House of Cards 200 pixelsKim Stagliano is Managing Editor of Age of Autism. Her new novel,  House of Cards; A All I Can Handle 50 pixel Kat Cavicchio romantic suspense is available from Amazon in all e-formats now. Her memoir, All I Can Handle I'm No Mother Teresa is available in hardcover, paperback and e-book.  Look for 101 Tips For Parents of Girls With Autism, co-written with Tony Lyons, also from Skyhorse. 101 Tips for the Parents of Girls with Autism 9781629145082


in the trash

If I have a comment about this it is really that we don't know what happened. The last time we travelled on plane with our son was when he was four years old: he kept on pressing the emergency button simply because it was there and the airline staff were very understanding about it. Now he is an adult it is quite clear he cannot go on public transport of any sort. I think perhaps this was a gradual withdrawal marked by incidents and became finally impossible when he was about 13. When we had clashes with other members of the public I certainly wasn't sympathetic or respectful to their views. Nevertheless, it became unrealistic to even try it. I guess this will reflect the story of many.


I was wondering if the pilot was on the high end of the spectrum. Think about it--he or she misread the social situation when a teenager had a meltdown, and then threw a fit and made an emergency landing for a nonemergency. That's the kind of thing my highly functional Aspie friends could do if their routine happened to be disrupted. How would this pilot have handled a real emergency? This misadventure is going to cost the airlines money, one way or another. Time to rethink the neurodiversity propaganda. Even at the high end of the spectrum, there could be a very high price for society when enough members can't handle a change in routine in stride.


You expressed this so well. My son has done worse than this girl on an airplane. We were lucky we did not have that pilot. His behavior can get really bad and I don't find it acceptable but there is not much I can do. He likes to travel and I want him to travel. I wish he did not have autism. I wish there was a cure.

So much for light it up blue

In fact light it up red now. Red for anger. Families and children continue to suffer with no concern from media or health authorities AND our rights are being stripped faster than you can say Bill or Australia.
Light it up red.

So much for light it up blue

So much for the light it up blue bullshit! Let's get mad and get taking action!

go Rand

Would Autism Speaks kick in a few dollars for "hot first class meals" when needed ?

What was the cost of an extra landing of a jet in Salt Lake City ?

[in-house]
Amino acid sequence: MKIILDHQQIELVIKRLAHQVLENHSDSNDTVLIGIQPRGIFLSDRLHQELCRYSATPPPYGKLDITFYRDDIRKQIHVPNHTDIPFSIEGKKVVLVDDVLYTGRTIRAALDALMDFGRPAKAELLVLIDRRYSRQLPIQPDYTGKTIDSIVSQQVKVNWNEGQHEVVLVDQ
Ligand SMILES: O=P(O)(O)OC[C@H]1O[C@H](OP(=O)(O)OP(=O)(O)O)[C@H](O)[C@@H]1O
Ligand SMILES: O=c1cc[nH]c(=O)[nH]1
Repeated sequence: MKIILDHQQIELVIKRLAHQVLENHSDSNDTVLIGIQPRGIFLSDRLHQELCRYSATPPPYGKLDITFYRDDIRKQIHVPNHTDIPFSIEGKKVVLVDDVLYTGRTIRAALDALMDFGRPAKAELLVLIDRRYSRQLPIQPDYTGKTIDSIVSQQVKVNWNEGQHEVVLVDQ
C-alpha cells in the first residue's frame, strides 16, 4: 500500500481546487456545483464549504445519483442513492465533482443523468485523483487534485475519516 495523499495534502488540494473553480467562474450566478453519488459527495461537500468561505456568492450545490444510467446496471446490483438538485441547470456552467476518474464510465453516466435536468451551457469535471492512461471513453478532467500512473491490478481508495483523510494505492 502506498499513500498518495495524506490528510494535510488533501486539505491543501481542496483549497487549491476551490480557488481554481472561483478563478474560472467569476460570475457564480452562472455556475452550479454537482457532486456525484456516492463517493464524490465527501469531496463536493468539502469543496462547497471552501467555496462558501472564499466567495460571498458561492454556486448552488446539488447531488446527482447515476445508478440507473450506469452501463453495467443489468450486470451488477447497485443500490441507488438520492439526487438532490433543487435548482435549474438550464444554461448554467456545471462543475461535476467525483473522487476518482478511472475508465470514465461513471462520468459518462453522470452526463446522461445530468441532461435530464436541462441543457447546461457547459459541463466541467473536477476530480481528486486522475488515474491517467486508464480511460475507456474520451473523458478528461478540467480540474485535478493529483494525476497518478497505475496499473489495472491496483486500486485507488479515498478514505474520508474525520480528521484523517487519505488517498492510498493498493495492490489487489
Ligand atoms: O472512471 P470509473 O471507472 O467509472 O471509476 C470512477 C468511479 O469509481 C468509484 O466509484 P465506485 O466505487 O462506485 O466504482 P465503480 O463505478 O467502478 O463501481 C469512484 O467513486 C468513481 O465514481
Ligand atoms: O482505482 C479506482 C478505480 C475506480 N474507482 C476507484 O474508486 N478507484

OMG / Looked like a rough ride for the pilot...


As a former flight attendant during the "good ole days" of flight when there was service in all classes, (late 1960's-1970's) we were trained to 'serve.' Ten years ago on a flight cross country my gf snack was not boarded. It was American and the f/a's just didn't care. I asked for fruit & cheese from first class as a courtesy and it arrived at the very end of the service. On the return, the caterer didn't know what gf was. The f/a's caught that and brought me fruit and cheese from f/c without my asking, as it was their fault. The difference? Those f/a's were former TWA employees, whose routes had been sold to American and they lost all their seniority in that action--my age, in fact. TWA was my employer and we were taught to anticipate ANY event. Big difference in attitude. "Thank you for flying with us" was an act and not just words.

Anne McElroy Dachel

Kim, you explain things perfectly. We as a nation are having to somehow adjust to a disabled population that has never existed in significant numbers in the past. Over the last two decades, we've had to teach doctors, teachers, librarians, EMTs, and firefighters about autistic behavior and how to deal with affected individuals. Officially, no one in government or mainstream medicine has recognized an true increase in the rate. Experts are happy to leave autism as one big mystery. Meanwhile in the real world, stories about abuse, wandering and accidental deaths are commonplace in the news. And as this generation reaches adulthood, we will still have more and more children affected. Eventually we won't remember a world without autism everywhere. Public meltdowns will be commonplace across the population. I can't imagine how society will deal with this. The nightmare continues.